(PRINT *STOP*) will print the value of the environmental variable *stop* which is the end of the line for Nyquist. You can't have sounds that extend beyond *stop*. However, since *stop* is equivalent to about 31 million million years it should be sufficiently large for all purposes.

Regarding "inserting audio at a place in the time-line";
The "timeline" is a feature of Audacity and has nothing to do with Nyquist. When audio is returned to Audacity from Nyquist, it is placed at the beginning of the track/selection. Audacity 1.2 does not support multiple clips in the same track so there is no way to insert audio at a specific position, other than padding the required gap with silence.
To insert audio at a specific time in a track you need to use Audacity 1.3 (current version 1.3.12).

In Audacity 1.3.12, (snd-const ...) will return audio to the beginning of the selection if there is a selection, or at the cursor position.
When Audacity receives the sound from Nyquist, it assumes that the start time is zero, and places that time=zero at the current play position.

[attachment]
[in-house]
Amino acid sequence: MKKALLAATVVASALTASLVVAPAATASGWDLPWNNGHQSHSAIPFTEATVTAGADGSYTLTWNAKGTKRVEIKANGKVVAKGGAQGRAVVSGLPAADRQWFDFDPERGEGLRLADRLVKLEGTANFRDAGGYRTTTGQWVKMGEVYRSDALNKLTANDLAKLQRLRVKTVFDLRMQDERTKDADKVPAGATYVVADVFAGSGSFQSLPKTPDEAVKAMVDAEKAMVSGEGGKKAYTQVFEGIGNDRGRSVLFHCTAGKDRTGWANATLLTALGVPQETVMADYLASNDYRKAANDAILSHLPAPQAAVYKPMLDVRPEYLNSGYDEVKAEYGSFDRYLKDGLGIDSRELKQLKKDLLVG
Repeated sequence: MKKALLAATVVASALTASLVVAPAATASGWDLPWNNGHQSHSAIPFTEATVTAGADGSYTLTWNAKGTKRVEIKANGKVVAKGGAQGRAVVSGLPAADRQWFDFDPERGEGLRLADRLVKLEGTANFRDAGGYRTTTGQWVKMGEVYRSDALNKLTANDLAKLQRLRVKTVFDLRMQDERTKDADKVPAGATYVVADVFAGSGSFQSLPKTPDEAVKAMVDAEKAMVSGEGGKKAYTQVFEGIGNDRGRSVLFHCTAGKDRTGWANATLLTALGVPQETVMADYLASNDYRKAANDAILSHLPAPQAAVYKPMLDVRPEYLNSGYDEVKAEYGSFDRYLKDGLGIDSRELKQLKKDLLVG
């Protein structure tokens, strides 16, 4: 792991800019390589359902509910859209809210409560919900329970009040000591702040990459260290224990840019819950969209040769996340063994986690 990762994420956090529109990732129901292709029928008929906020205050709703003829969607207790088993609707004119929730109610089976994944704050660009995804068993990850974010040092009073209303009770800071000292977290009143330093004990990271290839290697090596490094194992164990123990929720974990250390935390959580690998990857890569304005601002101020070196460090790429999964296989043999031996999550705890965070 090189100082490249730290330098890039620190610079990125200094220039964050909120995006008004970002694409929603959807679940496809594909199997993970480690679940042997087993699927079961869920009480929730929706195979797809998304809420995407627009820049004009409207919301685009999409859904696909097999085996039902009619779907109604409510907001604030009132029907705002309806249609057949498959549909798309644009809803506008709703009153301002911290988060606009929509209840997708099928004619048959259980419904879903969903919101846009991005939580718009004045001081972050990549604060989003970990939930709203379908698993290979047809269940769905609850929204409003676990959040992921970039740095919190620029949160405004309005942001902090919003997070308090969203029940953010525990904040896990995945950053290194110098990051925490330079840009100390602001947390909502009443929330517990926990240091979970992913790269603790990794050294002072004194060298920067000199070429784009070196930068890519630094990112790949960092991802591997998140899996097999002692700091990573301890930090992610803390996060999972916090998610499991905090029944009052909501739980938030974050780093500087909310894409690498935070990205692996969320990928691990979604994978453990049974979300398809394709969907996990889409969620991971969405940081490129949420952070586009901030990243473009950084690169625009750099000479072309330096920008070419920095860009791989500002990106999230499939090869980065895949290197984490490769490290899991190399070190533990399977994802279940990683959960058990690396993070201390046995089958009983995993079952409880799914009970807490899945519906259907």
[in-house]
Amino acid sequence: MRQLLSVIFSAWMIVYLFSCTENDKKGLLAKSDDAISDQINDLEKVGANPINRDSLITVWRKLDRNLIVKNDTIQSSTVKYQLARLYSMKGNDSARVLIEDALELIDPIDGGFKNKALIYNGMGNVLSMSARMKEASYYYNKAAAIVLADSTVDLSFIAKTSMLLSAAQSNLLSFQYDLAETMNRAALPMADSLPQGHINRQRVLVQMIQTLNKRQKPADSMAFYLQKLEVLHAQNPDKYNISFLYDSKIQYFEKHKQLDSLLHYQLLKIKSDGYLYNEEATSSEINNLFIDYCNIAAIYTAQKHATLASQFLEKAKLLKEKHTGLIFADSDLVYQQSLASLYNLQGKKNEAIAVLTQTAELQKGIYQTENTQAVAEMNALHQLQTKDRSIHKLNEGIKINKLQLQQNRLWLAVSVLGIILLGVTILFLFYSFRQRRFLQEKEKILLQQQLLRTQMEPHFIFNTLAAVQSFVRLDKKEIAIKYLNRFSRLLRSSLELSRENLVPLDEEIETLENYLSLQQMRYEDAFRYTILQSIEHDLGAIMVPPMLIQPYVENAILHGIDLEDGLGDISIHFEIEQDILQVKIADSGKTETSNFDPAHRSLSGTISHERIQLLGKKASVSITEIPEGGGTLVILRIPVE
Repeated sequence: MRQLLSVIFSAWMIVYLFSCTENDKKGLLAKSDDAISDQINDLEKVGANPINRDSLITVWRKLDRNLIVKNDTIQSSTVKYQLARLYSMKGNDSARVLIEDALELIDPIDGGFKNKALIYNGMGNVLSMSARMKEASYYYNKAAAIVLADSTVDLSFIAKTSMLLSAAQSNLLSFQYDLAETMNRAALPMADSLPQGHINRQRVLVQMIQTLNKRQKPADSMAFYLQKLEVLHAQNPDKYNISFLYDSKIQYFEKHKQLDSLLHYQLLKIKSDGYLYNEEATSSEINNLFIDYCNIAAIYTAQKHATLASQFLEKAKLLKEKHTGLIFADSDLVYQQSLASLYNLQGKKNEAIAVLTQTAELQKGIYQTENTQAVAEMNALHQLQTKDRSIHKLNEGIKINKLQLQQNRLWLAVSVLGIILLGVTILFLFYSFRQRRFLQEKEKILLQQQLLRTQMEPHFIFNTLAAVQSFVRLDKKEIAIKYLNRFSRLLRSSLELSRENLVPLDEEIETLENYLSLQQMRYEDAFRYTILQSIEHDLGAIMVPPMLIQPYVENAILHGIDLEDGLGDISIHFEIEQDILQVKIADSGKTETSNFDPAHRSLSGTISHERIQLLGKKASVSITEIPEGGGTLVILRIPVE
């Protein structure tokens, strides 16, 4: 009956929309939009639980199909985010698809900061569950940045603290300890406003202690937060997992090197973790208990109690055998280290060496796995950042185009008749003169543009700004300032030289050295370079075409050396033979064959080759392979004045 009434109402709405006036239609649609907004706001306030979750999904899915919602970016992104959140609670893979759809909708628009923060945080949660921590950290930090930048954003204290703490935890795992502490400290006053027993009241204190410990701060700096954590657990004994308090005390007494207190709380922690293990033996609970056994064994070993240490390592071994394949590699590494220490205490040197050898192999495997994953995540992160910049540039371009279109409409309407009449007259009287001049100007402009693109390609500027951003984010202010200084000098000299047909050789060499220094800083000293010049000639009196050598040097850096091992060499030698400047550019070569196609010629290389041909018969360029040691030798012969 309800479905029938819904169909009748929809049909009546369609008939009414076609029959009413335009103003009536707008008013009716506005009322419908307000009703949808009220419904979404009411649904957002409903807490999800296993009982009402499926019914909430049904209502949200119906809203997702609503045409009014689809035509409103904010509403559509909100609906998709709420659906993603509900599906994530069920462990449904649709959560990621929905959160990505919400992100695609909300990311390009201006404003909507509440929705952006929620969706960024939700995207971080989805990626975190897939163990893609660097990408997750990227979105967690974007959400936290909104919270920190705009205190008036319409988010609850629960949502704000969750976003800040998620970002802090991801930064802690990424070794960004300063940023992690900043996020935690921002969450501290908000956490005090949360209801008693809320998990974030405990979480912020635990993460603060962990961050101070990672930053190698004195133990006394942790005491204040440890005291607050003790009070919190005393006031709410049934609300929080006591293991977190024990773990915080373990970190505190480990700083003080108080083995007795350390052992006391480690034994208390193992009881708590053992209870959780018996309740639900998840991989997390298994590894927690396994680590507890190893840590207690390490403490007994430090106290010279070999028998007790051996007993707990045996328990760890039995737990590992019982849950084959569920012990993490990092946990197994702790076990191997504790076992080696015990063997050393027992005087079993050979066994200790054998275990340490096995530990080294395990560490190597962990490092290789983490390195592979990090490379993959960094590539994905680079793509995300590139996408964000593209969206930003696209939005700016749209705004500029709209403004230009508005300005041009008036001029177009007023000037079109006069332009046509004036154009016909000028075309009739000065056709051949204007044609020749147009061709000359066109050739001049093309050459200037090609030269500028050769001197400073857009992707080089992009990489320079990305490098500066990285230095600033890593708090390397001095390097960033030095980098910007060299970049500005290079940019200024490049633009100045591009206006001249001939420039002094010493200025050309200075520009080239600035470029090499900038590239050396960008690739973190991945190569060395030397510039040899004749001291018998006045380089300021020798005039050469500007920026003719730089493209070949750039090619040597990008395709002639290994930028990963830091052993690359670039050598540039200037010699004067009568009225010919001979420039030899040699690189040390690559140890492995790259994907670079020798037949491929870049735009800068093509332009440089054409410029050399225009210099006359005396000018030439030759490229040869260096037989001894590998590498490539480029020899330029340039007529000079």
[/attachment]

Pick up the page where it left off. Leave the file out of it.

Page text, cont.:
If you require an off-set from the current play position, for example, moving the start of a constant to +2.5 seconds, then you must also provide a time=zero reference, for example, by combining the sound with an event at t0 = 0

(snd-const 0.5 2.5 44100 2) will produce a constant signal, duration 2 seconds with a sample rate of 44100Hz, amplitude 0.5 at the cursor position.

If we want the sound to occur 2.5 second later than the cursor position, we must provide an event at time=zero. In the example below, we generate silence of duration 0 at time=zero. This provides a time reference for Audacity as to where to place the snd-const.
(sim
(at 0 (cue (s-rest 0)))
(snd-const 0.5 1 44100 2)
)

I think that some of the apparent confusion is because of limitations in Audacity 1.2. If you upgrade to Audacity 1.3.12 the improved implementation of Nyquist and of handling audio clips will resolve much of the confusion.

Attached are two plug-ins:

snd-const1.ny is a very simple "version 1" plug-in implementation of your experimental code. It allows you to enter parameters for "value t0 srate duration" for each of two (snd-const ...) functions. This should work with any version of Audacity. WARNING - this plug-in does not have any error checking - invalid parameters may cause Audacity to crash.